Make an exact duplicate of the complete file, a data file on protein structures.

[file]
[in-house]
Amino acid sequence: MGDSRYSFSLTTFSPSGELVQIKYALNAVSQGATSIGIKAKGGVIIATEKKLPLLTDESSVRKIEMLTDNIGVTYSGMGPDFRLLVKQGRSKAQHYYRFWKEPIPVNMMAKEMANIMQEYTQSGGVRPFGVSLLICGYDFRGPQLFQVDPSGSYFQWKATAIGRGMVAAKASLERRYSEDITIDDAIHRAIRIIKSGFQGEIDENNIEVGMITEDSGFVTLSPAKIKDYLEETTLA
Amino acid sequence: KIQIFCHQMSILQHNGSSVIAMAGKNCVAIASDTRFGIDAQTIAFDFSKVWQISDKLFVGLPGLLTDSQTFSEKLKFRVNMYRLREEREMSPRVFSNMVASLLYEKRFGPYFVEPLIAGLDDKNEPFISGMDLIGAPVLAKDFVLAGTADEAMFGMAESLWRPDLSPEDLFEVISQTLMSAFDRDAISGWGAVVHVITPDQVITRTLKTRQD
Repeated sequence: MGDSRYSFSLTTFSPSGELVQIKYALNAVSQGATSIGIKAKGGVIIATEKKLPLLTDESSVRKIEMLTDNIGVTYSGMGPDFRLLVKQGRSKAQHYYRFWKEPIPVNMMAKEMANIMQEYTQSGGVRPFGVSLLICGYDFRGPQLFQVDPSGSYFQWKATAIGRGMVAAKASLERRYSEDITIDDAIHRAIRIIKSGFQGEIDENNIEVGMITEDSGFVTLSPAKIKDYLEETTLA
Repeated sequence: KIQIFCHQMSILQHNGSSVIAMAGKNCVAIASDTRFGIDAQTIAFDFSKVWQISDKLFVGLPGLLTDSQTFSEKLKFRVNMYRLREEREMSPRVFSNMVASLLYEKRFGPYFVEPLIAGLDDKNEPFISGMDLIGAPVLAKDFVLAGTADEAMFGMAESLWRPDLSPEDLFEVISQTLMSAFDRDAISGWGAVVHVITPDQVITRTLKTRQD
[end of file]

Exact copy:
[in-house]
Amino acid sequence: MGDSRYSFSLTTFSPSGELVQIKYALNAVSQGATSIGIKAKGGVIIATEKKLPLLTDESSVRKIEMLTDNIGVTYSGMGPDFRLLVKQGRSKAQHYYRFWKEPIPVNMMAKEMANIMQEYTQSGGVRPFGVSLLICGYDFRGPQLFQVDPSGSYFQWKATAIGRGMVAAKASLERRYSEDITIDDAIHRAIRIIKSGFQGEIDENNIEVGMITEDSGFVTLSPAKIKDYLEETTLA
Amino acid sequence: KIQIFCHQMSILQHNGSSVIAMAGKNCVAIASDTRFGIDAQTIAFDFSKVWQISDKLFVGLPGLLTDSQTFSEKLKFRVNMYRLREEREMSPRVFSNMVASLLYEKRFGPYFVEPLIAGLDDKNEPFISGMDLIGAPVLAKDFVLAGTADEAMFGMAESLWRPDLSPEDLFEVISQTLMSAFDRDAISGWGAVVHVITPDQVITRTLKTRQD
Repeated sequence: MGDSRYSFSLTTFSPSGELVQIKYALNAVSQGATSIGIKAKGGVIIATEKKLPLLTDESSVRKIEMLTDNIGVTYSGMGPDFRLLVKQGRSKAQHYYRFWKEPIPVNMMAKEMANIMQEYTQSGGVRPFGVSLLICGYDFRGPQLFQVDPSGSYFQWKATAIGRGMVAAKASLERRYSEDITIDDAIHRAIRIIKSGFQGEIDENNIEVGMITEDSGFVTLSPAKIKDYLEETTLA
Repeated sequence: KIQIFCHQMSILQHNGSSVIAMAGKNCVAIASDTRFGIDAQTIAFDFSKVWQISDKLFVGLPGLLTDSQTFSEKLKFRVNMYRLREEREMSPRVFSNMVASLLYEKRFGPYFVEPLIAGLDDKNEPFISGMDLIGAPVLAKDFVLAGTADEAMFGMAESLWRPDLSPEDLFEVISQTLMSAFDRDAISGWGAVVHVITPDQVITRTLKTRQD